The Atlantic hurricane season runs June 1 to November 30 each year. Residents of Atlantic and Gulf coastal areas should have a plan in place for rough weather. The National Hurricane Center monitors tropical storm activity as it develops, issuing a hurricane watch or warning as necessary.
A hurricane watch means that hurricane conditions are possible in a specified area and is issued 48 hours in advance of the anticipated onset of tropical-storm-force winds in an area.
A hurricane warning indicates that hurricane conditions are expected somewhere within the specified area.
In the event of a hurricane watch:
Listen for weather updates on local stations and on NOAA Weather Radio.
Stock up on battery powered flashlights and a radio. Avoid using candles, especially around children and pets.
Review your disaster plan with your family. If you don’t have one, make one.
Gather important papers – insurance, titles, deeds, birth certificates, prescriptions – along with any valuable or irreplaceable objects, like family photos and memorabilia. Place items that you cannot evacuate in watertight containers or seal them in plastic bags.
Refill prescriptions and obtain an adequate supply of baby food, diapers and sanitary needs. Maintain at least a two-week supply of these items and nonperishable food during hurricane season.
Clear your yard of potential flying debris, like lawn furniture, potted plants, bicycles and trash cans.
Protect your windows and glass doors.
Fill your vehicle’s gas tank and check oil, water and tires. Gas pumps don’t operate without electricity.
Secure your boat early. Some drawbridges on evacuation routes may be locked down and closed to boat traffic after an evacuation is ordered.
Leave your swimming pool filled and super-chlorinated. Cover your filtration system.
Get cash. Banks and ATMs cannot operate without electricity, and stores may not be able to accept credit cards.
Take your pets with you or board them at a veterinarian. Evacuate large and exotic animals early. Pets are not allowed in American Red Cross shelters.
Evacuate if you live in:
an area that will be subjected to storm surge
a mobile home
a flood-prone area
an area where officials have issued an evacuation order
When you evacuate:
Evacuate early – evacuation routes will likely be busy.
Take an emergency supply kit with you.
Take important papers with you.
Tell friends or family where you are going.
Turn off your electricity, gas and water at their main switches or valves. Do not attempt to turn off gas at a meter.
Bring travelers checks since banks and ATMs may be closed or out of cash.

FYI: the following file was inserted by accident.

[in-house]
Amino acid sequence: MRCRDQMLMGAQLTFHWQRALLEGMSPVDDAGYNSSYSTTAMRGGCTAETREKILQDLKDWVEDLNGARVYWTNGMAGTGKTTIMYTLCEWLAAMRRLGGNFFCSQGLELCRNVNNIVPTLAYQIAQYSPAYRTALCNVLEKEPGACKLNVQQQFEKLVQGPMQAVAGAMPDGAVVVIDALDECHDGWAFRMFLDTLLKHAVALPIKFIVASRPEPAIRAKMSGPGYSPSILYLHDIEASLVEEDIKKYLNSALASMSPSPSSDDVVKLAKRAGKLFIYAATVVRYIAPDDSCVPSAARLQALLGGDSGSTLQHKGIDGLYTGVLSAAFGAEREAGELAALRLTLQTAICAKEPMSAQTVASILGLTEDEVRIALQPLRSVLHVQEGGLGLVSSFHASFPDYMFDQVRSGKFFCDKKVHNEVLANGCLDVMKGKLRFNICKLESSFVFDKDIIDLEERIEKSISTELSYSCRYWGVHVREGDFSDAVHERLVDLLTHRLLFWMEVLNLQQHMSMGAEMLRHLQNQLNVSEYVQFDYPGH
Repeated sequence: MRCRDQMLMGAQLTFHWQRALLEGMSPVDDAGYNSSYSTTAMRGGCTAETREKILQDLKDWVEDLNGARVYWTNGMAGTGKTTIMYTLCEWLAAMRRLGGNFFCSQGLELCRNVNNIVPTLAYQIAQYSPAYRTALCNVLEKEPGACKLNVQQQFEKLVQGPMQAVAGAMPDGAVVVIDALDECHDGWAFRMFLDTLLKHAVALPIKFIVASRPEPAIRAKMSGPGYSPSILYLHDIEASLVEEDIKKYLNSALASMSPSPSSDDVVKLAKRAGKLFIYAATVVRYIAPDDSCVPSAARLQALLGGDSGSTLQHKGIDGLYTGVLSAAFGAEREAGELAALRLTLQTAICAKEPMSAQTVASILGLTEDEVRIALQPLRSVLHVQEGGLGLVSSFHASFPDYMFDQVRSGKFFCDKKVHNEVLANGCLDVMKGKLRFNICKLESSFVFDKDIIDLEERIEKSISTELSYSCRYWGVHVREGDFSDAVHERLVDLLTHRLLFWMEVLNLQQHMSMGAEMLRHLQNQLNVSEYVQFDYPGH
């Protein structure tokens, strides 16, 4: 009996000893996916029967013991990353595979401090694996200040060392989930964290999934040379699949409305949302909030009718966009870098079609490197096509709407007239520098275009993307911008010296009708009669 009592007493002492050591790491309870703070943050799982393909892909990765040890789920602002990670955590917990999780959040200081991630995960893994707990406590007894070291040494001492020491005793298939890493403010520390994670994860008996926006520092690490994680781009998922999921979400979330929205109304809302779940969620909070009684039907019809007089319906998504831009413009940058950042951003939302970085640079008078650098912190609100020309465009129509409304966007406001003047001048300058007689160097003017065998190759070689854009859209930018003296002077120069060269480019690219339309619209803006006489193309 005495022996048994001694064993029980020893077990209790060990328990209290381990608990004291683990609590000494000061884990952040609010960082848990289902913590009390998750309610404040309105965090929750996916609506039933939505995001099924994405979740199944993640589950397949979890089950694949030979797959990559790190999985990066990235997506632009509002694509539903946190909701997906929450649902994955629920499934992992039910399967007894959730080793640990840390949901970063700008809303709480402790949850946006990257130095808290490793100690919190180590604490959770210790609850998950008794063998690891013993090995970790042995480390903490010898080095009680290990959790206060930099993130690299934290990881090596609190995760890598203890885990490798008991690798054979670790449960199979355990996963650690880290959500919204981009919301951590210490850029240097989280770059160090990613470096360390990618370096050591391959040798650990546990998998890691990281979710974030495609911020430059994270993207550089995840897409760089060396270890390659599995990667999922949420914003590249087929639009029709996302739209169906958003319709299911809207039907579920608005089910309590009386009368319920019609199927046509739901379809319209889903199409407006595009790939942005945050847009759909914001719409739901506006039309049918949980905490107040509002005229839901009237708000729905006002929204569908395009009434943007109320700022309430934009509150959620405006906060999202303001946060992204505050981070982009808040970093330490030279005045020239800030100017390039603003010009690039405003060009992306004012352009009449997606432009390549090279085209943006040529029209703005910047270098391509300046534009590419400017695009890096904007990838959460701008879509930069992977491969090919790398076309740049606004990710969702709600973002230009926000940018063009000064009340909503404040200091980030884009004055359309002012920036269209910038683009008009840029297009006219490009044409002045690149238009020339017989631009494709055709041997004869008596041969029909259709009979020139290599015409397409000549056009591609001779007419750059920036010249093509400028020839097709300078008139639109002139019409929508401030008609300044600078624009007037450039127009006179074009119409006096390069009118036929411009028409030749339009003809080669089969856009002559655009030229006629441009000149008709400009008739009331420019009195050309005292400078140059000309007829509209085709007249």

Never try to ride out the storm in your car. If it becomes apparent that traffic will prevent you from getting anywhere, seek shelter immediately.
If you choose not to evacuate:
Stay off roads.
Protect your doors and windows.
Store drinking water in clean containers and your bathtub. You may lose public utilities for weeks following a hurricane.
Stay inside and away from windows, skylights and glass doors. Find a safe area in your home – an interior, reinforced room, closet or bathroom on the lower floor.
Turn off major appliances, such as air conditioners and hot water heaters, to reduce damage if you lose power.
Turn off the electricity at the main fuse box if flooding threatens your home.
Be aware of your surroundings and be prepared to locate to an upper floor quickly. Flooding by tidal surge is a leading cause of death and destruction in hurricanes.
Consider purchasing a portable generator, especially if someone in the household is on oxygen or other electrical powered medical equipment. If you do choose to use a generator, please follow all instructions and safety precautions. Do not operate it indoors as this may lead to carbon monoxide poisoning.
Do not go outside. Once the eye of the storm passes over your area, there will be a short period of calm. However, on the other side of the eye, wind speed will increase rapidly to hurricane force and will come from the opposite direction. There may be flying debris.
Remember that hurricanes often spawn tornadoes during and after the main storm. Keep your home property inventory up to date, and store it in a safe location that you will be able to access even if your home is damaged or destroyed.
After a hurricane blows through, non-coastal areas should be on the alert for residual effects.